Scorziell Touches of Timber Framing
Here at Scorziell Development, Inc. we have been reviving styles from the art of timber frame construction. Mike Scorziell has studied old plans and techniques and in incorporating the technique that had been long neglected in our new homes.
A Few Facts About Timber Framing
Timber framed structures differ from conventional wood framed buildings in several ways. Timber framing uses fewer, larger wooden members, commonly using timbers with dimensions in the range of 15 to 30 cm (6" to 12") as opposed to common wood framing which uses many more timbers with their dimensions usually in the 5 to 25 cm (2" to 10") range. The methods of fastening the frame members also differ, in conventional framing the members are joined using nails or other mechanical fasteners while timber framing uses mortice and tenon or more complex joints which are usually fastened using only wooden pegs.
Recently it has become common to surround the timber structure entirely in manufactured panels, such as Structural Insulating Panels. This method of enclosure means that the timbers can only be seen from inside the building, but has the benefits of being less complex to build and offering more efficient heat insulation. Structural Insulated Panels are a sandwich construction of two rigid composite materials usually wood based like OSB or plywood with a foamed insulating material in between either by gluing billets as in EPS (Expanded Polystyrene) or foamed and formed in place with polyurethane. The advantage of this for timber framing in the modern world is less of a dependency on bracing and auxiliary members like minor joists and rafters as the panels can span a considerable distance and greatly increase the stiffness of the timber frame itself.
Alternative ways include the use of straw bale construction. The straw bales are stacked for the walls with various finishes applied to the interior and exterior such as stucco and plaster. This appeals to the traditionalist and the environmentalist as this is using "found" materials to build.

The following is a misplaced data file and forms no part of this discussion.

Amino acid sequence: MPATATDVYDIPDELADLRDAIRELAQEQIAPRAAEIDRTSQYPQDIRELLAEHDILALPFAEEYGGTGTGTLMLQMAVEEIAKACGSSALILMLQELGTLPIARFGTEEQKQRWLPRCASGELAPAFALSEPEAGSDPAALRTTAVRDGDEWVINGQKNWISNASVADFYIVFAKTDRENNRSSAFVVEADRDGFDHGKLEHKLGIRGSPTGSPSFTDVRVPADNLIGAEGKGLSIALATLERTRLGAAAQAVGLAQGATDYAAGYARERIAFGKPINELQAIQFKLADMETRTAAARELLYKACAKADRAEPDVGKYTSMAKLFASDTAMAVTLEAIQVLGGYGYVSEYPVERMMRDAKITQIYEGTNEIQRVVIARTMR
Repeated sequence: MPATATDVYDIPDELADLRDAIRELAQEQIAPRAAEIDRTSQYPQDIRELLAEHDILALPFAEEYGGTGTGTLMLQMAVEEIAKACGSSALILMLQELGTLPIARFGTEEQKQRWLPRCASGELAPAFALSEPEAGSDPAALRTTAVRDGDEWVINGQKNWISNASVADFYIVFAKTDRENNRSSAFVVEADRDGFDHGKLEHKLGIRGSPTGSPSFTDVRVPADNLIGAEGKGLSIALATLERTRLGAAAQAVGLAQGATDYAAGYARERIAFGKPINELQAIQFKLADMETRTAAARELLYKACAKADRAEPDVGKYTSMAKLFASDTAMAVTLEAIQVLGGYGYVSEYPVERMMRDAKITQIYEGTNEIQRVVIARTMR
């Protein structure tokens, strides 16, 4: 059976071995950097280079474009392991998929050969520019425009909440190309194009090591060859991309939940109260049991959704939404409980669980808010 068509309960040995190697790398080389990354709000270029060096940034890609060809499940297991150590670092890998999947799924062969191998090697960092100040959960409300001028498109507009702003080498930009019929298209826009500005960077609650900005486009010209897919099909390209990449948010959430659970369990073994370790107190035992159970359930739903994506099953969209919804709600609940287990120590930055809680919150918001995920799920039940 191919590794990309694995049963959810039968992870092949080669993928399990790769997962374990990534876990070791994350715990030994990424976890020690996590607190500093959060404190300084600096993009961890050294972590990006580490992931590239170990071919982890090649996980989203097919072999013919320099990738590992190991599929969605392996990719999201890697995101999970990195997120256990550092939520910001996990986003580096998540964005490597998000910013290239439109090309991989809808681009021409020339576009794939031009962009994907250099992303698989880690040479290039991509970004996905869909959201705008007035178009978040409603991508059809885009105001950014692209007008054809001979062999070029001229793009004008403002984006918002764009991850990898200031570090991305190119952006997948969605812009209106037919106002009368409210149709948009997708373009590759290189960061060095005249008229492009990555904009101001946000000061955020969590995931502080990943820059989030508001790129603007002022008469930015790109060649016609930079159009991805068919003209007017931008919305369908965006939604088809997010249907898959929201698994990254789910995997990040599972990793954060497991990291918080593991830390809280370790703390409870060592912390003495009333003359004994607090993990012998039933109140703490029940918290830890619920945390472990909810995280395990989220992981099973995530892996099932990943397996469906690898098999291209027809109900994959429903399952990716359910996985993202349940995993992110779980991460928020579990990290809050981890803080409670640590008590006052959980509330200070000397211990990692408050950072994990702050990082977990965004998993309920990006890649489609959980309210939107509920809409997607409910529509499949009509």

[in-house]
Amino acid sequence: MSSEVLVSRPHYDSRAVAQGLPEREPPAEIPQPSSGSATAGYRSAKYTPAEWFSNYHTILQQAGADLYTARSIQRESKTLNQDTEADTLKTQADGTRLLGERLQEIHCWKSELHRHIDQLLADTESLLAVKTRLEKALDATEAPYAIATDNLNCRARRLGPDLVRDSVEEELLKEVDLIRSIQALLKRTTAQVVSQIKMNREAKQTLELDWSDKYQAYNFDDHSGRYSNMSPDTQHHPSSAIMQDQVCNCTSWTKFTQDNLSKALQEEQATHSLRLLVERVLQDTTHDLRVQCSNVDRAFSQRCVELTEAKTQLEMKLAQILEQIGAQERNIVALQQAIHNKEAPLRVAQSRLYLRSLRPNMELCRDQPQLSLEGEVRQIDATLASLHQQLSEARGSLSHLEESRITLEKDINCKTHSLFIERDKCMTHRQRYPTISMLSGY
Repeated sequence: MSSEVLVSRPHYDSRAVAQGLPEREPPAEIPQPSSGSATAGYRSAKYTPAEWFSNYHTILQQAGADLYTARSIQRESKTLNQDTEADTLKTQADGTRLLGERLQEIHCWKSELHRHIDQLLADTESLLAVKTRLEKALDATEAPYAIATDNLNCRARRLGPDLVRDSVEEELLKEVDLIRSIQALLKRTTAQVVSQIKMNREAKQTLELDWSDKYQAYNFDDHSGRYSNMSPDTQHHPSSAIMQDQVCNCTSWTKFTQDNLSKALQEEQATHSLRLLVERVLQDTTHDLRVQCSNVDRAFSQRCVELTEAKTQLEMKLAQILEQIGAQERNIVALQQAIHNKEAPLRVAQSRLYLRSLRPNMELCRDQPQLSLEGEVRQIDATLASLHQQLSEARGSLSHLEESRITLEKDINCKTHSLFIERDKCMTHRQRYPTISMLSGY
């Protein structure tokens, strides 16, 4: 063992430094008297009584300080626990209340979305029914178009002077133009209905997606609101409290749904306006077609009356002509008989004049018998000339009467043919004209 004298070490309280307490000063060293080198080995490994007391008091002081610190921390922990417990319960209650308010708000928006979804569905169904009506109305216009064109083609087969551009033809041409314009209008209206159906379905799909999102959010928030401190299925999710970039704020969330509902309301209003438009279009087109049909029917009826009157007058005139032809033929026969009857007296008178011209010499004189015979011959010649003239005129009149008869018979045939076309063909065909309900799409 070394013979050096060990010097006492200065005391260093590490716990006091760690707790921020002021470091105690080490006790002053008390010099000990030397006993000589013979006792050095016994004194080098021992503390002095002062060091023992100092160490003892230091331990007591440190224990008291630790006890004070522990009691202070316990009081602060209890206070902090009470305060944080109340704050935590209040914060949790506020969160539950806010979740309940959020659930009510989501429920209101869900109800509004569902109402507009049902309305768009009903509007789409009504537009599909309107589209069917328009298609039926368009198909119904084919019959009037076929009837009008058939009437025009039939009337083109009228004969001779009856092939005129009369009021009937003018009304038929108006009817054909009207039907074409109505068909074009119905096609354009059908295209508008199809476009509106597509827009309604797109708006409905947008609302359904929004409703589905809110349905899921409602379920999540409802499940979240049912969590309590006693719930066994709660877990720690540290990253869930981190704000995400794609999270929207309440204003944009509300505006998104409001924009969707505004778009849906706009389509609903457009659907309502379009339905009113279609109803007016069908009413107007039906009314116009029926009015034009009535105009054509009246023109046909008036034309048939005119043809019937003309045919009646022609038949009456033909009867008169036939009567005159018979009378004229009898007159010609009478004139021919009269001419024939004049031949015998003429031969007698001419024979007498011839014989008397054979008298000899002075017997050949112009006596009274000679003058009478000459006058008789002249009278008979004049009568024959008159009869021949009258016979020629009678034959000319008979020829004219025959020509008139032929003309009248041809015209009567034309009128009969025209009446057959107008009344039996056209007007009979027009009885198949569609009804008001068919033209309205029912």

The use of timber framing in buildings offers various aesthetic and structural benefits, as the timber frame lends itself to open plan designs and allows for complete enclosure in effective insulation for energy efficiency.
The timber frame structure goes up quickly in its modern incarnation. While some modern shops still cut the timbers with hand tools and hand guided power tools, modern computerized numeric control (CNC) machinery has been readily adapted to the task. This eliminates much of the repetitive labor from the process, but still often requires hand-finishing; most notably, the complexity of hip/valley joinery as of yet cannot be duplicated by CNC machinery beyond simple cuts. Additionally, due to the rigid timber requirements of CNC machinery, odd sized, tree trunk, hand hewn, and recycled timbers are usually hand cut even in the machine dominated shops.
One aid in speeding up assembly on site is prefitting the frame, usually in bent or wall sections that are laid out on the shop floor. This can assure a correct fit and with predrilling for the pegs it speeds the site process. This pre-fitting in the shop is independent of a machine or hand cut system. Valley and Hip timbers usually are not prefit but careful layout and checking can catch most errors.
Quite literally in 2-3 days an average size timber frame home can be erected and within a week to 2 weeks after that the shell of the house is ready for "drying in", which is to say ready for windows, mechanical, and roofing. The shell in this case would be with SIP or Structural Insulated Panels.
The timber frame can give the home owner the ability to make a creative statement through the use of design and specialty touches like carvings of favorite quotes and incorporating timbers from heirloom structures, like a barn from a family homestead.
Because the structure is made from wood, it inherits any disadvantages wood may exhibit as an engineering material. Some possible disadvantages of wood as opposed to some other building materials include:
- Noise from footsteps in adjacent rooms both above, below and on the same floor in such buildings can be quite audible.
- The possibility of infestation by insects.
- Various types of rot in both wet and dry conditions, the latter of which is specifically called dry rot.
- Wood burns more readily than some other materials, making timber frame buildings somewhat more susceptible to fire damage, although this idea is not universally accepted: Since the cross-sectional dimensions of many structural members exceed 15 cm × 15 cm (6" × 6"), timber frame structures benefit from the unique properties of large timbers, which char on the outside forming an insulated layer that protects the rest of the beam from burning.